View Full Version : Story: 'The Key to Heaven's Gate.'
Okay guys, this is my first uploaded story. I wrote this a while ago, and had high hopes, but it's been rejected by several editors of the type who normally accept my work. It's only the second Science Fiction story I've ever written - it's not a genre I'm at my best with - so I'd appreciate some tough feedback, if anyone would be kind enough to rip it to pieces for me.
The key to Heaven's Gate. (http://sheffieldwriters.ath.cx/SFStoryArchive/1173176054.doc)
Darren I had to read this in three separate sessions,with it being so long. Im overawed by it, but am not qualified enough to comment on it, but I thought it was wonderful. Im not a Sci-Fi fan but loved this. It draws you in from the beginning of the story. You are a very clever writer,Im sure Mantaspook will love it.
I have the same reaction upon reading this as the one expressed by pattricia.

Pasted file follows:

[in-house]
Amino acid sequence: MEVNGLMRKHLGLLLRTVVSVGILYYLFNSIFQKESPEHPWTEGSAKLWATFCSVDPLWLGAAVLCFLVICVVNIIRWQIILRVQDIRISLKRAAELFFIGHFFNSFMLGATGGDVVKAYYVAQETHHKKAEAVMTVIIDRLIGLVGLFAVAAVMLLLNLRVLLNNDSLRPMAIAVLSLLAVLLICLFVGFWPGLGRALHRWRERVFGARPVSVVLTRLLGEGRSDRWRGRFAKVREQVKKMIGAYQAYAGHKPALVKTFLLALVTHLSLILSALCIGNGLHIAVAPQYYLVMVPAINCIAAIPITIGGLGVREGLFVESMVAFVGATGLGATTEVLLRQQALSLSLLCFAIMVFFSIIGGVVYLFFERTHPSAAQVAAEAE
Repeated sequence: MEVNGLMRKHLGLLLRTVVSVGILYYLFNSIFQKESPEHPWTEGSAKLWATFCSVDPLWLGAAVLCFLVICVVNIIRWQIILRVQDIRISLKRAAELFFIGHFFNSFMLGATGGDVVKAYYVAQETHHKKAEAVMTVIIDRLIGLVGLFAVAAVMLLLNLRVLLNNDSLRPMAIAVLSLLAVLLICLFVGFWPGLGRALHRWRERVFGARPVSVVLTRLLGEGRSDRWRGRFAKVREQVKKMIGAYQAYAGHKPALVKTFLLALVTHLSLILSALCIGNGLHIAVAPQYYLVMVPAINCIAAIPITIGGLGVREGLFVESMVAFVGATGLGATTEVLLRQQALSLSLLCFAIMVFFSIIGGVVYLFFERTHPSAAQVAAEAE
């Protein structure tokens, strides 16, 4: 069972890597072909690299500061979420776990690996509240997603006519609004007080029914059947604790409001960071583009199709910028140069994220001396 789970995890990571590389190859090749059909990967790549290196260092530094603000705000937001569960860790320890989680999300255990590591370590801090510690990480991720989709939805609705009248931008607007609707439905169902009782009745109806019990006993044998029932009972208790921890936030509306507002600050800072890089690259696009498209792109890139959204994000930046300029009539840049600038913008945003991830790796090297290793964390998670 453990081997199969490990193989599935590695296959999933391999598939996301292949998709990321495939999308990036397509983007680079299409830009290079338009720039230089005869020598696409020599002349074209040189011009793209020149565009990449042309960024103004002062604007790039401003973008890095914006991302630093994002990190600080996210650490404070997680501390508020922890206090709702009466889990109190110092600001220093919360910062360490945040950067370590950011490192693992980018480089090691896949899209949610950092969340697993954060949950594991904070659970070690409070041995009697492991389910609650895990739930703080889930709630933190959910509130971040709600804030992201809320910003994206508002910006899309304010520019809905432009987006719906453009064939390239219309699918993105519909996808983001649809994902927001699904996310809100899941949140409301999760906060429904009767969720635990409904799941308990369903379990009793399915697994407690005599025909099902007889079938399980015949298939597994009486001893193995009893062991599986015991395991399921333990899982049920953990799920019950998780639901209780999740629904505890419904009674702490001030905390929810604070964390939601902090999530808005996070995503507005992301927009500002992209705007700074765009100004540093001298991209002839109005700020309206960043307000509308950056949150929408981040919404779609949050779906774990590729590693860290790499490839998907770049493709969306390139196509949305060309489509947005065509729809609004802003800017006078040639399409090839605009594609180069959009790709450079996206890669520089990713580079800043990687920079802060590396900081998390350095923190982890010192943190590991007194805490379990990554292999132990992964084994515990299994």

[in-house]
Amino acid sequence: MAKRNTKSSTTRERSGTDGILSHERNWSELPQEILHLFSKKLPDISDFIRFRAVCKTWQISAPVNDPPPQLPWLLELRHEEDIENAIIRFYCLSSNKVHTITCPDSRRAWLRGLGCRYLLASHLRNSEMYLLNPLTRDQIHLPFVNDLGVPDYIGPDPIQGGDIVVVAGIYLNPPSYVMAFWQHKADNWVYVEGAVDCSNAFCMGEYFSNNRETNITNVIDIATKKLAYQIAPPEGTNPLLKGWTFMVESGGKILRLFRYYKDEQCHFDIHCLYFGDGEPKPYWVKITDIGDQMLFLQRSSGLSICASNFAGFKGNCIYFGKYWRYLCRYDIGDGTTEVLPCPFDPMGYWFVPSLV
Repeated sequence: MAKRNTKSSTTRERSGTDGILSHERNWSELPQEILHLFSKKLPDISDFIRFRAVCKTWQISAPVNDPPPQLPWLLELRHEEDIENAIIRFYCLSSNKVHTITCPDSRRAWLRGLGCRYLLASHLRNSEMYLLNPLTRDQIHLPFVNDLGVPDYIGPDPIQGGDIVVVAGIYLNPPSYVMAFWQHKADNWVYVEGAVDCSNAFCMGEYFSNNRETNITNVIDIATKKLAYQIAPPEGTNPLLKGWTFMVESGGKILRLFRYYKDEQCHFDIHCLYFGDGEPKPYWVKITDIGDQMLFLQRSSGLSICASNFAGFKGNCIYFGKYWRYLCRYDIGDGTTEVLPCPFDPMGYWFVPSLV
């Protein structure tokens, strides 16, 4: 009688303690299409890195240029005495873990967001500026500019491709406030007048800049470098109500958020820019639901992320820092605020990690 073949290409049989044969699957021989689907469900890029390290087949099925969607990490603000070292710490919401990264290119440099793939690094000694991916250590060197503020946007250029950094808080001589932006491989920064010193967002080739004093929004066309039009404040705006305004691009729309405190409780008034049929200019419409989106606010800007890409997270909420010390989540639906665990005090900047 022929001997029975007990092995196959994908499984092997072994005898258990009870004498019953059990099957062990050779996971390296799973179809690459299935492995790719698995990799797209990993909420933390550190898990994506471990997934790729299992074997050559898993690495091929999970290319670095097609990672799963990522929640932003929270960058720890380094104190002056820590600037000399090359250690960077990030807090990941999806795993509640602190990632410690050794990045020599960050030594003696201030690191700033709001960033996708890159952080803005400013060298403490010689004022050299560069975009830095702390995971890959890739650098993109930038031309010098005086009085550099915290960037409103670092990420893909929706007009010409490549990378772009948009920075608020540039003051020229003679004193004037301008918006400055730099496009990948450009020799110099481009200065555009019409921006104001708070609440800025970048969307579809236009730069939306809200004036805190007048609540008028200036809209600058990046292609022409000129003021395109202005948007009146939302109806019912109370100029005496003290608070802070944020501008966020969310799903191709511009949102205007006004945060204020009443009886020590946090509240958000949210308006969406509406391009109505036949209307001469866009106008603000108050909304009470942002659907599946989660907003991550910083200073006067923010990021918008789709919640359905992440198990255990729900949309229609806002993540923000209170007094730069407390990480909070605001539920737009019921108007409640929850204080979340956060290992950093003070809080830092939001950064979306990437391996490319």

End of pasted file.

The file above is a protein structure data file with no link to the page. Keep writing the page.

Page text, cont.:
I too find it quite awesome, and is a very impressive piece of writing.
This is the genre of my choice when it comes to reading, and I would say this short story is good enough to gain publication.
I haven't read it yet but just had a quick scan and yes I think it looks brilliant. I will look at it properly when I have more time digest it without having to rush.:)
I'm not into science fiction , but what i read impressed me .You obviously know your subject matter ,as for publishers I'm on my 100th and somthing .
Guys. If someone uses the word "awesome" to describe my work... well, I don't really know what to say. I'm gobsmacked. I was kind of hoping for feedback telling me what was wrong with the story. The feedback so far has restored a bit of my confidence in my ability, which - to be bluntly honest - has been on the floor recently. Thanks very much.